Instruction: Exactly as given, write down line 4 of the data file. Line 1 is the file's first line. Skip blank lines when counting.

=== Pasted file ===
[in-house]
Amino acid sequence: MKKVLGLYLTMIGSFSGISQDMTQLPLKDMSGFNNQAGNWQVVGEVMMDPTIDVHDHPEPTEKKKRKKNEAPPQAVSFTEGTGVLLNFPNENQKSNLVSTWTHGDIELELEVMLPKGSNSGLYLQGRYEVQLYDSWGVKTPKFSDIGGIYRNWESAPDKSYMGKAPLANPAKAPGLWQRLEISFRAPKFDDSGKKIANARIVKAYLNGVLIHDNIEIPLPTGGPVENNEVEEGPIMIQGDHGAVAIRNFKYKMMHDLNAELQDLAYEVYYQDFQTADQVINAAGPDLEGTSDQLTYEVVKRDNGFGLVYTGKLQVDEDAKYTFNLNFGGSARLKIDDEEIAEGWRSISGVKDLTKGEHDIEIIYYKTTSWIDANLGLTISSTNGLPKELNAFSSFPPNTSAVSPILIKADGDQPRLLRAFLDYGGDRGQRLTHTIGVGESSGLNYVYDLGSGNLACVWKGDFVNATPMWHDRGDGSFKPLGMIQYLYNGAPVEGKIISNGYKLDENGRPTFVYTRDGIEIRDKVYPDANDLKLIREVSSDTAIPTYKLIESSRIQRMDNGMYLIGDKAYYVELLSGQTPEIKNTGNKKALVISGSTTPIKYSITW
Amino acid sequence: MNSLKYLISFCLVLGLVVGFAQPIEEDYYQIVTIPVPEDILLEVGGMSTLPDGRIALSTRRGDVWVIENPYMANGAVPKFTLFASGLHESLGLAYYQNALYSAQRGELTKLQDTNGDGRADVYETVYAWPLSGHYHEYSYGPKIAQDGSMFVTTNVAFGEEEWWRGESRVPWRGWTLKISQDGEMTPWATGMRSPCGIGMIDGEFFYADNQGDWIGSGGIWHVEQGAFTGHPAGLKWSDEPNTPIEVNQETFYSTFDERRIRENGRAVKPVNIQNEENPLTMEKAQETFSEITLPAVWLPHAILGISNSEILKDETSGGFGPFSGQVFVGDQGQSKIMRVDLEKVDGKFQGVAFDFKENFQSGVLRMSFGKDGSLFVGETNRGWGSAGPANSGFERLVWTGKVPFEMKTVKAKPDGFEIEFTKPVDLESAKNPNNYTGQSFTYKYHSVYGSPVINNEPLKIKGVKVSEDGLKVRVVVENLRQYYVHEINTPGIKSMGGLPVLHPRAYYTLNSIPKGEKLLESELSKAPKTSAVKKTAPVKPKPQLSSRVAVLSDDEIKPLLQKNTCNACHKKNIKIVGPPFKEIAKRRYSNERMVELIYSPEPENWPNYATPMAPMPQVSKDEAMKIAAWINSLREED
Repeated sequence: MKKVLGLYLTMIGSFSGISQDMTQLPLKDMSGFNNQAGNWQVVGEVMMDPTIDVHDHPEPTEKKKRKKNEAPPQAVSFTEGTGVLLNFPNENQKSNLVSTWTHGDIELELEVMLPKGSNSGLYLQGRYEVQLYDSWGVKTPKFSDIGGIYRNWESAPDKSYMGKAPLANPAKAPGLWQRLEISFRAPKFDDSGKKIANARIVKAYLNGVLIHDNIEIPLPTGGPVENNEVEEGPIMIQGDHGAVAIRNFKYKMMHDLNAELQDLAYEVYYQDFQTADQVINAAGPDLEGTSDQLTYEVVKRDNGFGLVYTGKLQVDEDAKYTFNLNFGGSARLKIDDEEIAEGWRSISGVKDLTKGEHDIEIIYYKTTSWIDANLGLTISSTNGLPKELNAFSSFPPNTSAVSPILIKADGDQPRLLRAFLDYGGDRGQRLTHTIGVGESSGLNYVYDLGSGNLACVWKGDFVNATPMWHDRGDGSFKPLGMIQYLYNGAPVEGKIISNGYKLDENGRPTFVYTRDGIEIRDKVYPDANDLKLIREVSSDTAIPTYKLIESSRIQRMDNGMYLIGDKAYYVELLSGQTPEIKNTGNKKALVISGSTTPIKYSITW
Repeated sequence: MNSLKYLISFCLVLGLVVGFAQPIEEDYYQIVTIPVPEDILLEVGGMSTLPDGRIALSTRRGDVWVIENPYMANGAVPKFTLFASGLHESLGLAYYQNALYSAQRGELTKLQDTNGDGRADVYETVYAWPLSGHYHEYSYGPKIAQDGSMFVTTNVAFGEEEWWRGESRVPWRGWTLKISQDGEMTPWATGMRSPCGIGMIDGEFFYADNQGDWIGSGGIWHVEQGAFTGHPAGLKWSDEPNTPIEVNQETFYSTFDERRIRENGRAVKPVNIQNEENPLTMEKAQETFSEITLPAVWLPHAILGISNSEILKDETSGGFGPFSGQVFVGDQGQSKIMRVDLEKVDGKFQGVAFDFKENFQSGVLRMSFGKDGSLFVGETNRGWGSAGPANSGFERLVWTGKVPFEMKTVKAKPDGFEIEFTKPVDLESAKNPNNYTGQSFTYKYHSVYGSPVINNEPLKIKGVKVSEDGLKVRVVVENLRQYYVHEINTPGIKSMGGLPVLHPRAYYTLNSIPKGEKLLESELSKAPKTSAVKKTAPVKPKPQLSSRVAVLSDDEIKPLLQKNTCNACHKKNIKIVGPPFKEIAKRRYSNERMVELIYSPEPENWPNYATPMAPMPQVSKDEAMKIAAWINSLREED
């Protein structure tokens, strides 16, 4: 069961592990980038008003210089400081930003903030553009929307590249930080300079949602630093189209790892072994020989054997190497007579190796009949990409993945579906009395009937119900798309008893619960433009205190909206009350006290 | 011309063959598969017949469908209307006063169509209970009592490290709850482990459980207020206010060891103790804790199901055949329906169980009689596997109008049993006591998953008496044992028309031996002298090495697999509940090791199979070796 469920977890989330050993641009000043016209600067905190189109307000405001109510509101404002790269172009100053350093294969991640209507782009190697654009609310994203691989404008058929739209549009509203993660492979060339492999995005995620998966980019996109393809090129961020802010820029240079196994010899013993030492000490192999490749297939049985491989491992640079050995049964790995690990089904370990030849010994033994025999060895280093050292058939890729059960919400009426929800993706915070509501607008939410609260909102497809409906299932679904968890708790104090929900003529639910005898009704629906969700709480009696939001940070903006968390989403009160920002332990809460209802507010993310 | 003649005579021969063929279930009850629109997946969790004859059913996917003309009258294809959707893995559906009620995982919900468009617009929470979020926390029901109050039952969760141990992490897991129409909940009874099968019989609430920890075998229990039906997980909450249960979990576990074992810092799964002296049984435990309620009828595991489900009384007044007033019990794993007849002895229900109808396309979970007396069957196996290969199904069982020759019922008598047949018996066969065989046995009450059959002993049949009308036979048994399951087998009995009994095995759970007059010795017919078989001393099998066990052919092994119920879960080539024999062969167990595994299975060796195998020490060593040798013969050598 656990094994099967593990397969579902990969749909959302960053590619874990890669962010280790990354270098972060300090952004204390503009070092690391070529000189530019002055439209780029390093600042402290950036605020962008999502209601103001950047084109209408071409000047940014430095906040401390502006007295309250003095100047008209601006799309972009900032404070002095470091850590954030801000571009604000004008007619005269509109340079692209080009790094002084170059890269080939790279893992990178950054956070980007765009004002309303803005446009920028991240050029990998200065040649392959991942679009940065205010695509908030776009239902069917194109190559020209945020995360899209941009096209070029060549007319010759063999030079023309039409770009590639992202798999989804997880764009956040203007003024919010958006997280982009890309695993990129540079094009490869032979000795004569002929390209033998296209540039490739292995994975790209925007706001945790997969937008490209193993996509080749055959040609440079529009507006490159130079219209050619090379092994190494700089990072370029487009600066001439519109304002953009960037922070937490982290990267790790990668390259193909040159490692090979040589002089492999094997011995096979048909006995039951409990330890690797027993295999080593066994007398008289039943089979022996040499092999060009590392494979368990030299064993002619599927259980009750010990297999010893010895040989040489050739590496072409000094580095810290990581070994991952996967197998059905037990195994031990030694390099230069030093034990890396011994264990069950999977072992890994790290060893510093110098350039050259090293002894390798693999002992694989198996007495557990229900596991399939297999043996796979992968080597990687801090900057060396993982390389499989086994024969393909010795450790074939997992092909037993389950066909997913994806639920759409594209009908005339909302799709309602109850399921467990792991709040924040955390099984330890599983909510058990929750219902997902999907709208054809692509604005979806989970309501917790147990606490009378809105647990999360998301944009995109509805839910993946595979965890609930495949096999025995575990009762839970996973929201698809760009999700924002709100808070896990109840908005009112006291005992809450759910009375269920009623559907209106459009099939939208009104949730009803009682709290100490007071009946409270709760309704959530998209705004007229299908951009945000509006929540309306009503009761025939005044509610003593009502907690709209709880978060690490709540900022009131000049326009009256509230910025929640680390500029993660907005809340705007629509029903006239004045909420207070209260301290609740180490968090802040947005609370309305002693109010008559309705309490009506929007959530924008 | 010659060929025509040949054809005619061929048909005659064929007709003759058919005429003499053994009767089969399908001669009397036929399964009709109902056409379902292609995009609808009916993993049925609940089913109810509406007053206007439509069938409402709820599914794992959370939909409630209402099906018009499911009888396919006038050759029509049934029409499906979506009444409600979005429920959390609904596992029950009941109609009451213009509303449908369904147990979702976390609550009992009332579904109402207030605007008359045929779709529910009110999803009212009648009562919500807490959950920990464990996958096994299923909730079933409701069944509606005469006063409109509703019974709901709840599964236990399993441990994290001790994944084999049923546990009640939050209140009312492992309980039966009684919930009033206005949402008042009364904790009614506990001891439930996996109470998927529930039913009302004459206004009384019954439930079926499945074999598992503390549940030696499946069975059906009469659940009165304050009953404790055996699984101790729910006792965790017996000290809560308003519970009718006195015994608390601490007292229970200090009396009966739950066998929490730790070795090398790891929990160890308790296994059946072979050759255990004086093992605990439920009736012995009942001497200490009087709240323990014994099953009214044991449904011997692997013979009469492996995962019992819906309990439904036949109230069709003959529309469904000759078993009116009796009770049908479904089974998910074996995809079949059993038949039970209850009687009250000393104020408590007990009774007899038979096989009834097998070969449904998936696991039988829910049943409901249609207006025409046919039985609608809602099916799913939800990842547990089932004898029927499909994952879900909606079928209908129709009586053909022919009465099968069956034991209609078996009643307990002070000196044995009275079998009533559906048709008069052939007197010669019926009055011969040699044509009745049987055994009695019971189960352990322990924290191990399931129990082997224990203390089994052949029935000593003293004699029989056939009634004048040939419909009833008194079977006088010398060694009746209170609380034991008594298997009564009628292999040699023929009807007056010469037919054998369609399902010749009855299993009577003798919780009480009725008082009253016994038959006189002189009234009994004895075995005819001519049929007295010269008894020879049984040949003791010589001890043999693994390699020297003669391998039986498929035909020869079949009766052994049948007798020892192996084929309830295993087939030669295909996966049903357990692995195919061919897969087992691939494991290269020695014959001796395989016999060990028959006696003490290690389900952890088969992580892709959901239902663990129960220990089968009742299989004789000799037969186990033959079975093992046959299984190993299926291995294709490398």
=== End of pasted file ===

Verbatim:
Repeated sequence: MKKVLGLYLTMIGSFSGISQDMTQLPLKDMSGFNNQAGNWQVVGEVMMDPTIDVHDHPEPTEKKKRKKNEAPPQAVSFTEGTGVLLNFPNENQKSNLVSTWTHGDIELELEVMLPKGSNSGLYLQGRYEVQLYDSWGVKTPKFSDIGGIYRNWESAPDKSYMGKAPLANPAKAPGLWQRLEISFRAPKFDDSGKKIANARIVKAYLNGVLIHDNIEIPLPTGGPVENNEVEEGPIMIQGDHGAVAIRNFKYKMMHDLNAELQDLAYEVYYQDFQTADQVINAAGPDLEGTSDQLTYEVVKRDNGFGLVYTGKLQVDEDAKYTFNLNFGGSARLKIDDEEIAEGWRSISGVKDLTKGEHDIEIIYYKTTSWIDANLGLTISSTNGLPKELNAFSSFPPNTSAVSPILIKADGDQPRLLRAFLDYGGDRGQRLTHTIGVGESSGLNYVYDLGSGNLACVWKGDFVNATPMWHDRGDGSFKPLGMIQYLYNGAPVEGKIISNGYKLDENGRPTFVYTRDGIEIRDKVYPDANDLKLIREVSSDTAIPTYKLIESSRIQRMDNGMYLIGDKAYYVELLSGQTPEIKNTGNKKALVISGSTTPIKYSITW